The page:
In This Article Expand or collapse the "in this article" section Journalism and the Press

  • Introduction
  • Chinese Reference Works
  • Bibliographies
  • Additional Communication Perspectives

Chinese Studies Journalism and the Press
Judy Polumbaum
  • LAST REVIEWED: 08 June 2017
  • LAST MODIFIED: 22 April 2013
  • DOI: 10.1093/obo/9780199920082-0010


China’s news media have hybrid origins with political and intellectual antecedents in imperial court circulars and literati tradition; the missionary press of the 19th century; the vernacular culture movement of the early 20th century; and idiosyncratic adaptations of foreign models, methods, and approaches. The structure and practices of Chinese journalism after the founding of the People’s Republic of China (PRC) in 1949 emerged from the exigencies of decades of war, indigenous variations on the role Marxist-Leninist theory assigned to the press, and the revolutionary experiences and propaganda objectives of the Chinese Communist leadership. China’s international reengagement from the 1970s on and the country’s dramatic economic reorientation in the post-Mao period opened the way for significant changes in media, as in every other social institution, including a proliferation of outlets, greater specialization and diversity of content, major reform and expansion in the training of journalists, and new latitude for investigative reporting. As government subsidies shrank and advertising grew, so too did tensions among the media’s multiple obligations as promoter of official propaganda, commercial enterprise dependent on audience appeal, and instrument of civic conscience. Renewed economic experimentation from the 1990s on brought changes to financing, including the formation of media groups, mixed state-private ownership configurations, raising of capital through stock offerings, and growing opportunities (de facto if not always de jure) for foreign investment. The advent of digital media technologies introduced further complexities, creating new channels for information and expression while triggering new mechanisms of control.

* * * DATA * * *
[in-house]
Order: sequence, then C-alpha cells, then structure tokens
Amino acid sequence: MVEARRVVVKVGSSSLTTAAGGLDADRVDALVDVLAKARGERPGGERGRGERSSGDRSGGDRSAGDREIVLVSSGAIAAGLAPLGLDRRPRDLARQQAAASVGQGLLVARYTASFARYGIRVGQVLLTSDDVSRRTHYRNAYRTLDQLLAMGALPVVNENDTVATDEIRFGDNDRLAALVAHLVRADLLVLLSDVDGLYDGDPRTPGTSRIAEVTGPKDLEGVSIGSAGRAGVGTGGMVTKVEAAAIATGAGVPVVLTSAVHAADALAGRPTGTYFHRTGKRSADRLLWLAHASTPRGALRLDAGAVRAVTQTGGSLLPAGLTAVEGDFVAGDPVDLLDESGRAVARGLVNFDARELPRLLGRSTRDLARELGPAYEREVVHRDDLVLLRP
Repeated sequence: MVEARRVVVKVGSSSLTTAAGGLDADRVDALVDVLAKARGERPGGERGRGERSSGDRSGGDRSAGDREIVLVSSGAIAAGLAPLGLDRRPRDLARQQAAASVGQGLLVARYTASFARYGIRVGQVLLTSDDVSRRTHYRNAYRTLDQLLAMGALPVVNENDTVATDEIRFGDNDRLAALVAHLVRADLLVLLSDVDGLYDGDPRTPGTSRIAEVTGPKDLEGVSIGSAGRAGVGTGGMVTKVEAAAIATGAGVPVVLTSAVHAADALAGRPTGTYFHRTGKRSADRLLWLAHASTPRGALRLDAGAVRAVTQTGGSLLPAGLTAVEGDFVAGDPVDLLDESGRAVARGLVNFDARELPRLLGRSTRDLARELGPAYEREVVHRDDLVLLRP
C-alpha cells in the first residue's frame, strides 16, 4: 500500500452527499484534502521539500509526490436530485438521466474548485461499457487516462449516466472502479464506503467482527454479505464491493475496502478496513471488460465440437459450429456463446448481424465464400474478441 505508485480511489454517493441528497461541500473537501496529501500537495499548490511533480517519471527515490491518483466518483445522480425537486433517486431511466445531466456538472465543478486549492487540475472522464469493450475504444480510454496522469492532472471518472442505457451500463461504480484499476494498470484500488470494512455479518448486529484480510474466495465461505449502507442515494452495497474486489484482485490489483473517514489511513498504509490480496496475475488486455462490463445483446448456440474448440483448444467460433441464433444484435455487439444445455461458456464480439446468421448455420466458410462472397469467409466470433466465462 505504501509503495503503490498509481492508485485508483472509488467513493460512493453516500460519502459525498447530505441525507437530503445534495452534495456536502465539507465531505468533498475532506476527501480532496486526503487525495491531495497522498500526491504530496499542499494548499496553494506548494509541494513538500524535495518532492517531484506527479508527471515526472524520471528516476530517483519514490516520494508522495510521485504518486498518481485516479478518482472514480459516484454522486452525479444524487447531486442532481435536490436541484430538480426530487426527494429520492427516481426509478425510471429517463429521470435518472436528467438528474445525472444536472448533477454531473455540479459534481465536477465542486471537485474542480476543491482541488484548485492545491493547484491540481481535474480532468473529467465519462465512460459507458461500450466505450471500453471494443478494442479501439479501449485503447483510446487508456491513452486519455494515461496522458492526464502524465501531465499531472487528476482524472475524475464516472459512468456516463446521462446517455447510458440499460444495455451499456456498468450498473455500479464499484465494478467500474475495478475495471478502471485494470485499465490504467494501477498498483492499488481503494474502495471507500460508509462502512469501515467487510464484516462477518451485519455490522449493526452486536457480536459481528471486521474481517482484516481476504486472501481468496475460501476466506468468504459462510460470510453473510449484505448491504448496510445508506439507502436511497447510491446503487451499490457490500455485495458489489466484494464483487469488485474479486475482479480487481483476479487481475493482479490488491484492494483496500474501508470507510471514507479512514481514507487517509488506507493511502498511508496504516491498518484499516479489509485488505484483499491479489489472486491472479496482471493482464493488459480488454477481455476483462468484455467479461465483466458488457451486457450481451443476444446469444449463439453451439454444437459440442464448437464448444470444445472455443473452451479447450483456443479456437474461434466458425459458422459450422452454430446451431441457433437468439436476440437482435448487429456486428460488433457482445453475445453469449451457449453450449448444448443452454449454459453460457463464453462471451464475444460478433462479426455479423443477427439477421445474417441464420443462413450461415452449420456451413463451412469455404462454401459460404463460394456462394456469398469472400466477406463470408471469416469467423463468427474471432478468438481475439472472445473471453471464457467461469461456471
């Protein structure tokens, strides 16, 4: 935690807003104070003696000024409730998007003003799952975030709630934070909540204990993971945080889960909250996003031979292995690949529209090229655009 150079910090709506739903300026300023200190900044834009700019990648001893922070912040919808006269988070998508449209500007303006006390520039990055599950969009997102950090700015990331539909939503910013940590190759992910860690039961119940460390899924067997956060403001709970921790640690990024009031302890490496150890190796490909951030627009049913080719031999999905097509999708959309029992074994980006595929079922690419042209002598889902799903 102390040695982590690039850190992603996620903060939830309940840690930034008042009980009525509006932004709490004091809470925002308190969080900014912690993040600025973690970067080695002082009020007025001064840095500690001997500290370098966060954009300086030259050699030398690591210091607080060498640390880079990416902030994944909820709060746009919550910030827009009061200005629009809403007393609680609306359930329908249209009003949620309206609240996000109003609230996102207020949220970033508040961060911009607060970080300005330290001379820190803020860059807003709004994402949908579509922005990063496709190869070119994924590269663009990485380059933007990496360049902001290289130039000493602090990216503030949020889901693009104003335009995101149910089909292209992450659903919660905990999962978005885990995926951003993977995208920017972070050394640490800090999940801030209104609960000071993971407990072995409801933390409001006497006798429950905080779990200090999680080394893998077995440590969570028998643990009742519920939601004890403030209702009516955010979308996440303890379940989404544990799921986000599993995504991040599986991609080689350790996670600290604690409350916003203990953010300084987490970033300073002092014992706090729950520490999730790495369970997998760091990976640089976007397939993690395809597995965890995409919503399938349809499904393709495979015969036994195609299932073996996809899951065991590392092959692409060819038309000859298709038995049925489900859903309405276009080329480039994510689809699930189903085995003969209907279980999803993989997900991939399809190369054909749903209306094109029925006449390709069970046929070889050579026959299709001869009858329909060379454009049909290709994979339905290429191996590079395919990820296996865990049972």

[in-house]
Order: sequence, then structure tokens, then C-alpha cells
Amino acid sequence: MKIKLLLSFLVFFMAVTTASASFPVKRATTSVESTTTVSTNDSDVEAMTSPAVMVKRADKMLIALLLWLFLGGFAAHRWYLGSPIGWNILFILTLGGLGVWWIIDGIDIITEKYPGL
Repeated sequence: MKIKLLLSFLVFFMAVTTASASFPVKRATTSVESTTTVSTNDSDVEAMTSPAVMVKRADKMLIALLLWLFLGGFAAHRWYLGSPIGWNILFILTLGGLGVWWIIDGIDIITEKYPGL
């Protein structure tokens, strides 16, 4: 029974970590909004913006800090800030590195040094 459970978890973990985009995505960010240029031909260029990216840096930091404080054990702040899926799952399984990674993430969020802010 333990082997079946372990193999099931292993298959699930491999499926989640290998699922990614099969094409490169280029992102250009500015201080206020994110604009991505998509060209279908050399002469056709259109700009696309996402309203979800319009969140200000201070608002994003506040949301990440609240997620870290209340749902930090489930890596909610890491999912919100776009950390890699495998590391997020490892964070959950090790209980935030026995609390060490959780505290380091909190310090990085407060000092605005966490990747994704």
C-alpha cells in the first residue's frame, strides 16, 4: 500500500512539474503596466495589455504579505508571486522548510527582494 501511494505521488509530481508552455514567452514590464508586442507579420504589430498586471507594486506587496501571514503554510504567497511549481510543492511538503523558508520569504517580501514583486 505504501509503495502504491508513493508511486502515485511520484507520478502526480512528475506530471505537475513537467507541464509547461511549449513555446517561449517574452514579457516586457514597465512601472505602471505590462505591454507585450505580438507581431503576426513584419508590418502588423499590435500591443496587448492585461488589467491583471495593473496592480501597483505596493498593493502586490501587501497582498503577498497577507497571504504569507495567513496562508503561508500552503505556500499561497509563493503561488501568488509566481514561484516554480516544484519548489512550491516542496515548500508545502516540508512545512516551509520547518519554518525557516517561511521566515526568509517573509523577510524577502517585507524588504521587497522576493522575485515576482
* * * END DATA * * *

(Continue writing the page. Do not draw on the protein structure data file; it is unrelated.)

Chinese Reference Works

The Chinese-language material is legion, but essential resources include Zhongguo xinwen nianjian (Chinese journalism yearbook; Zhongguo shehui kexueyuan xinwen yu chuanbo yanjiusuo 1982–) and Zhongguo xinwen shiye tongshi (General history of Chinese journalism; Fang 1992–1999). Zhongguo xinwen nianjian is an annual compilation of major events, documents, studies, statistics, and other materials that make it an essential reference for the post-Mao period and a gauge of changing politics and economics. The three-volume Zhongguo xinwen shiye tongshi, edited by contemporary China’s foremost scholar of Chinese journalism history, provides an authoritative rendering of mainland perspectives on the field. This work’s useful appendixes include important articles, an inventory of relevant master’s and doctoral theses, and a time line from the 8th century on. Each volume also contains an English table of contents.

  • Fang Hanqi 方漢奇, ed. Zhongguo xinwen shiye tongshi (中國新聞事業通史). 3 vols. Zhongguo renmin daxue congshu. Beijing: Renmin daxue chubanshe, 1992–1999.

    Volume 1 (1992) of this general history of Chinese journalism covers the press of ancient times, foreign publications, and the press of the republican period; Volume 2 (1996) the period of “revolutionary journalism” from the May Fourth Movement (1919), the formation and early years of the Chinese Communist Party, the wartime period, and the experience in the Communist base areas; and Volume 3 (1999) the press from the founding of the PRC through the Cultural Revolution and the first two decades of post-Mao reforms.

  • Zhongguo shehui kexueyuan xinwen yu chuanbo yanjiusuo 中国社会科学院新闻与传播研究所, ed. Zhongguo xinwen nianjian (中国新闻年鉴). 1982–.

    This series of journalism yearbooks is available in academic libraries in greater China and in US university libraries with serious collections of contemporary Chinese-language materials. A good accounting of such Chinese holdings is offered in Yuan Zhou’s “An Unstated Mission: Chinese Collections in Academic Libraries in the U.S. and Their Services to Overseas Chinese,” Journal of East Asian Libraries 139 (2006): 10–17.

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